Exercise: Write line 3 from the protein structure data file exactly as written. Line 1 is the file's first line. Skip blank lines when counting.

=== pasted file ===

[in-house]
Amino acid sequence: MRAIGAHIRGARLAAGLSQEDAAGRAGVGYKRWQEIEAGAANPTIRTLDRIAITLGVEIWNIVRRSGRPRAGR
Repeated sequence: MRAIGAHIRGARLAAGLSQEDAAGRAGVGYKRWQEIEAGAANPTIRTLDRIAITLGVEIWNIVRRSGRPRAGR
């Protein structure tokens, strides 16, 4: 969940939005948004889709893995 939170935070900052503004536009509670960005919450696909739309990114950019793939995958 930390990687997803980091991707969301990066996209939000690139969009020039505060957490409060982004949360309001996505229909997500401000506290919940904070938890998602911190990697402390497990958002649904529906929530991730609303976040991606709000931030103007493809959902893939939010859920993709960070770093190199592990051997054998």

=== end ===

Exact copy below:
Repeated sequence: MRAIGAHIRGARLAAGLSQEDAAGRAGVGYKRWQEIEAGAANPTIRTLDRIAITLGVEIWNIVRRSGRPRAGR